Down Goes Brown: A brief history of bizarre Game 6 overtime

Patrick Kane scored in double overtime as the Chicago Blackhawks forced Game 6 by beating the St. Louis Blues 4-3.

They’re almost here.

Over the weekend, hockey fans will get this year’s first look at Game 6. We’ll get one on Saturday night, with the Hawks hosting the Blues. Depending on how things play out, we could have as many as four more on Sunday, and maybe even two more after that on Monday.

It goes without saying that a Game 6 is always crucial. A Game 6 means that one team is guaranteed to be looking to close out the series and move on to the next round. It also means that one team will be facing elimination, just one loss away from seeing everything they’ve worked for all season long end with the crushing disappointment of elimination.

But even more importantly, it means we have a chance to get overtime. And if we do, then the odds are good that we’ll see something truly strange. Because, for reasons nobody has ever been able to explain, Game 6 Overtime is the NHL’s version of the Twilight Zone.

Think back to the strangest, most controversial or just downright confusing moment you can remember witnessing as a hockey fan. The odds are good that it happened in a Game 6 Overtime. Nobody knows why this is. There’s no rational explanation for it. But somehow, when it’s Game 6 of a playoff series and we’re deadlocked after regulation, things get weird. Before the Zambonis have completed their intermission rounds, the generally accepted laws of society, justice and even basic physics are already resetting themselves.

For example, what’s the most controversial play in NHL history? Most fans would probably think of Brett Hull’s skate-in-the-crease goal to win the 1999 Stanley Cup. And when did that happen? Game 6 Overtime, of course.

That goal and its aftermath still stands as one of the strangest moments that hockey fans have ever seen. Then again, at least we did actually see it. In Game 6 Overtime, there are no guarantees. At any other time, a star player scoring the biggest goal in a decade would be an unforgettable moment. In Game 6 Overtime, you might not even notice that it happened.

This stuff has been going on for decades. And it’s not just about the winning goals. Go find the nearest Maple Leafs fan and ask them how their day is going. Then count the seconds until they manage to change the subject to the one play that every Leafs fan has been droning on about for 23 years: Wayne Gretzky’s missed high-stick on Doug Gilmour from the 1993 Conference Finals. And when did that happen? Of course.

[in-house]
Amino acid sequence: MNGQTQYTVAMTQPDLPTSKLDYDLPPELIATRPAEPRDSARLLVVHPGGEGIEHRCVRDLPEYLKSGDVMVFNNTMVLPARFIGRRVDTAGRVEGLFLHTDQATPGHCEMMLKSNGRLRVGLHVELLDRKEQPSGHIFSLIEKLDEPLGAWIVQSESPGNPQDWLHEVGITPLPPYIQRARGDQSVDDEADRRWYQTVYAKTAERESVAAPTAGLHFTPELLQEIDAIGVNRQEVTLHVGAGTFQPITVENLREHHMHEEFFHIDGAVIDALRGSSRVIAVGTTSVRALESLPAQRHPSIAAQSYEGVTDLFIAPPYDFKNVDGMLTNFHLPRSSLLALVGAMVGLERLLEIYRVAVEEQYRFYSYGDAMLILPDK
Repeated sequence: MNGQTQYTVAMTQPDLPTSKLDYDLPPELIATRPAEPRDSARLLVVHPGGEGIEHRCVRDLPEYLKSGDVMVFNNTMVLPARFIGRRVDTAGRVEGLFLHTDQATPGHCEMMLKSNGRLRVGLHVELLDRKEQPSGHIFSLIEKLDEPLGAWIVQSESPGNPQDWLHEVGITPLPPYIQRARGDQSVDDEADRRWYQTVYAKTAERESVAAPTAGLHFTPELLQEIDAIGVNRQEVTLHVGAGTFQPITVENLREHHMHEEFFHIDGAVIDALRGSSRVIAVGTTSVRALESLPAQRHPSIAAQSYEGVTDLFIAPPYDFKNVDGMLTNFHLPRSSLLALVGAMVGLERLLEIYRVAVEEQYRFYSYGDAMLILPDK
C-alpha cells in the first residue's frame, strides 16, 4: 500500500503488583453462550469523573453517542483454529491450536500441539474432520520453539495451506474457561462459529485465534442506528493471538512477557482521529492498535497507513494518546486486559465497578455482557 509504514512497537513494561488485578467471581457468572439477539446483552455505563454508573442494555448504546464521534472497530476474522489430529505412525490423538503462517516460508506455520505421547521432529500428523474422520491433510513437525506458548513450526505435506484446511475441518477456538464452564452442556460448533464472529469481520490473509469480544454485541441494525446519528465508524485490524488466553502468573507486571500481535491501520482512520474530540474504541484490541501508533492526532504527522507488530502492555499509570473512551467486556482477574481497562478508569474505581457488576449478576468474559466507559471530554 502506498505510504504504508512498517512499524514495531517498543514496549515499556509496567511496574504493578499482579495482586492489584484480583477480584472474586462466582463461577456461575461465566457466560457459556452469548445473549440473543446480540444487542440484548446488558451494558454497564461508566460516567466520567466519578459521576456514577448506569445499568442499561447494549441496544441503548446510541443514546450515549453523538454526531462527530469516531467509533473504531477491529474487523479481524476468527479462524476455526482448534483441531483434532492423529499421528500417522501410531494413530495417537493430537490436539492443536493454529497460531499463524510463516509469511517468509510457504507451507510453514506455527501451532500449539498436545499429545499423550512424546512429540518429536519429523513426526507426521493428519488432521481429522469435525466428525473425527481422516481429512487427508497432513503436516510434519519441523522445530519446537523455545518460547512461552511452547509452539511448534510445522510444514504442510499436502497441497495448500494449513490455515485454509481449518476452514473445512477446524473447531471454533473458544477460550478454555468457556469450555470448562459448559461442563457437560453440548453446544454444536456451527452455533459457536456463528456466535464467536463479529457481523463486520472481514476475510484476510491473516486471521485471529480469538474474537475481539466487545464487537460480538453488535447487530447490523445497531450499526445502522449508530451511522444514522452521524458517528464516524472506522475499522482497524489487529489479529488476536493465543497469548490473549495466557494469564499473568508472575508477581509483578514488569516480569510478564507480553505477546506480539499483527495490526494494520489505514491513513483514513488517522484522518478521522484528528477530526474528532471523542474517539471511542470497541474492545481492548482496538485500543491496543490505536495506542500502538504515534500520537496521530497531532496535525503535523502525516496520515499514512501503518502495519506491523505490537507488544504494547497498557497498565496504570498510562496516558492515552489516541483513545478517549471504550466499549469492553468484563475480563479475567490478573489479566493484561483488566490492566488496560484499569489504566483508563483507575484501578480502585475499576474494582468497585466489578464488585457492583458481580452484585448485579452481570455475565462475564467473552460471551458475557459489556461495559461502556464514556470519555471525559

You can’t really blame Gretzky, though. When it comes to Game 6 Overtime, something weird happens to the rulebook, and plays that would normally be illegal are suddenly just fine. Like, say, bowling over a goalie and then kicking the puck into his open net. Totally allowed, right Greg Adams?

Sure, that may not look like a standard way to score a series-winning goal. But Adams knew where he was, and he knew that the regular rules didn’t apply. Under normal circumstances, series-winning goals are scored by players taking slap shots, sliding home backhands or tipping in drives from the point. In Game 6 Overtime, you score with a gravity-defying chip shot from 20 feet out while you’re lying on the ice with an opponent sitting on top of you.

None of this is new, by the way. We’ve known about Game 6 Overtime’s penchant for weirdness for over a half-century, dating back to the 1964 final and one of the most famous goals ever scored. At any other time in the sport, breaking your leg means you get on a stretcher, leave the arena, go to the hospital and start thinking about being ready for next year. In Game 6 Overtime, Bobby Baun just went back out onto the ice and scored the winning goal.